This paper describes a new strategy to estimate complex finger kinematics that can be used to augment current myoelectric prosthetic control schemes. Simultaneous and multiple finger joint positions, namely the metacarpophalangeal (MCP), proximal interphalangael (PIP) and the distal interphalangeal (DIP) joints of all 5 fingers in a hand are mapped from EMG signals using a model-free based approach which involves the use of machine learning regression techniques.



Similar to contemporary studies that proposed new EMG-based control strategies for hand control [5, 7, 1113], healthy, able-bodied subjects participated in the experiments, which can be an initial basis before testing with disabled or amputated subjects. Ten healthy participants (7 male, 3 female, aged 27 ±4 years), who gave informed consent to participate in the experiment protocol, volunteered in this study. The participants had no previous experience with myoelectric control nor with any 3D motion capture experiments.

Experimental setup

The system is mainly composed of a wireless multi-channel surface electromyograph and a 3D optical motion capture device. Surface EMG signals, as well as the kinematics of unrestrained and continuous hand and finger movements, were simultaneously recorded.

EMG recording

For all the subjects, surface EMG signals were extracted from eight extrinsic muscles of the forearm that are known to contribute to wrist and finger movements. Four flexor muscles and four extensor muscles in the forearm were targeted. These target muscles along with their corresponding function related to any hand or finger movements are listed in Table 1.

Table 1 Selected EMG channels and the target muscles

Eight bipolar active-type Ag-AgCl electrodes from Ambu, with an average inter-electrode distance of 20 mm were placed on the the subjects as shown in Figure 1. The target muscles were mostly found by palpation, anatomical landmarks described in [17], and by visual inspection of the signal that gave the best response to describe the movements listed in Table 1. A single electrode was also placed on the subject’s olecranon to serve as a ground and reference electrode. The surface electrodes were connected to a BA1104 pre-amplifier with a telemetry unit TU-4 (Digitex laboratory co. ltd.). The hardware provided a low-pass filter with cut-off frequency of 1 kHz during the EMG data acquisition process. The EMG signals were sampled at 2 kHz, and were digitized by an A/D converter with 12-bit precision. The EMG signals were displayed on a real-time monitor and visually inspected to ensure quality of the signal.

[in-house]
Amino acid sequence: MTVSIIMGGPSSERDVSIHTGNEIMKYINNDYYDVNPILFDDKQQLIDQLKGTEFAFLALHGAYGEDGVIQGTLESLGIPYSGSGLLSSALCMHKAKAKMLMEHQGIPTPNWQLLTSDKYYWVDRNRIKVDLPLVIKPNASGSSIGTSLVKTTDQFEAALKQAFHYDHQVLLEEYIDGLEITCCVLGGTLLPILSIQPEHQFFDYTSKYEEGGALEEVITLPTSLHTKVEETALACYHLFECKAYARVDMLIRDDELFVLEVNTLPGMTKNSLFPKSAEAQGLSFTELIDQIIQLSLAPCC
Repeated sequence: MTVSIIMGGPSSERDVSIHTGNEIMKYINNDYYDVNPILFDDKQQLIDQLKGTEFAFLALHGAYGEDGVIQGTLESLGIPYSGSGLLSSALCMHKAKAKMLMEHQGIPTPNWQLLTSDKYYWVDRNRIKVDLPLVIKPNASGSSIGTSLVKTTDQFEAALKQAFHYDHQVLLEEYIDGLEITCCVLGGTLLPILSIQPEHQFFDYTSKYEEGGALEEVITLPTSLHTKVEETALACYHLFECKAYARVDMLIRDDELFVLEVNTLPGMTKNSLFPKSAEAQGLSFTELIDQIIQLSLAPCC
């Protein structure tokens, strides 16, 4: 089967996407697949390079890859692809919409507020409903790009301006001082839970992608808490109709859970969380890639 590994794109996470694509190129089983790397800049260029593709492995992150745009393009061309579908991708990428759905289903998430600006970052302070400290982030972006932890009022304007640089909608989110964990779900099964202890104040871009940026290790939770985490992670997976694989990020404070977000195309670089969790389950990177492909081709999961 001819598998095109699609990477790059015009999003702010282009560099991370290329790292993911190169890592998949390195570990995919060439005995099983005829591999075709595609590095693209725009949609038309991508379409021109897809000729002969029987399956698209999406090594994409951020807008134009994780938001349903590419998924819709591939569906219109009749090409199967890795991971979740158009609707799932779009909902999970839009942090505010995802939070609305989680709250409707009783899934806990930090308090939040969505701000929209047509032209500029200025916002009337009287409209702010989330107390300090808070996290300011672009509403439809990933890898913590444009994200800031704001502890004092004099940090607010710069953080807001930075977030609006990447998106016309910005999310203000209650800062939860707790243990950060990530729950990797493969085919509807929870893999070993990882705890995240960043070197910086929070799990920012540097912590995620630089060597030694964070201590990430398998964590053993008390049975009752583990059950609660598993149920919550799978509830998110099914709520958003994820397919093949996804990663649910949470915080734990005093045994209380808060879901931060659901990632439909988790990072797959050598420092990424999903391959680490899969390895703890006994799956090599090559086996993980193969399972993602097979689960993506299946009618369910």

Figure 1
figure 1

EMG placement. The surface EMG setup and the general view of EMG placement on a subject. The corresponding target muscle for each channel is shown in Table 1.

Finger kinematics recording

While finger movements were made, the hand and finger motion were recorded simultaneously using a MAC3D motion capture system (Motion Analysis Corp.). The camera set-up using the mounted Eagle cameras is shown in Figure 2. Twenty-two passive reflective markers for motion capture were attached on the subject’s hand, with a marker located on each joint of the finger and three in the wrist area (see Figure 3). Small 6-mm diameter markers were used to reduce switching marker errors and to avoid getting the markers too close to each other. The optical cameras were positioned and calibrated to capture a volume (500×700×500 mm) space that would be able to effectively see and measure the small markers. The Cortex software from Motion Analysis was used to concurrently record the EMG and motion data. A sample skeleton model used in the marker data acquisition is shown in Figure 3.

Figure 2
figure 2

Camera Set-up. The overview of the 3D motion camera system.

Figure 3
figure 3

Marker locations on the finger joints. (a) Twenty-two markers are attached on the hand. (b) Hand skeleton model on the motion capture system.

The marker trajectories were sampled at 200 Hz with measurement units in millimeters, having residual errors of less than 0.5 mm (as indicated during the Cortex calibration procedure). With the x, y, z positions of each marker continuously recorded, the joint positions, namely the MCP, PIP, and DIP joint angles, were calculated. Because the thumb does not have a DIP joint, the carpometacarpal (CMC) joint was considered before the MCP joint.

Data collection

The participants were individually seated on a regular chair, with their hand and elbow comfortably positioned on a flat surface table centered on the motion capture volume area. Each subject was tasked to do 3 different tasks. For the first part of the experiment protocol, the subject was tasked to move one finger at a time, in the flexion-extension plane of each finger. The second task involved the subject moving all fingers simultaneously in the same flexion-extension plane. This motion resembled the opening and semi-closing of the hand. Full closing of the hand was not possible as some markers at the tip of the fingers would not be seen by the motion capture system. In these first two tasks, the subjects mainly did MCP flexion and extension, in which the PIP and DIP followed the movements of the MCP joint. Finally for the third and last part of the experiment, the subject was tasked to move any finger freely in any direction within the motion capture volume space while still maintaining a fixed neutral position for the arm and elbow. Irregular movements and different finger combinations for flexion and extension movement were encouraged from the subject in this last part of the experiment.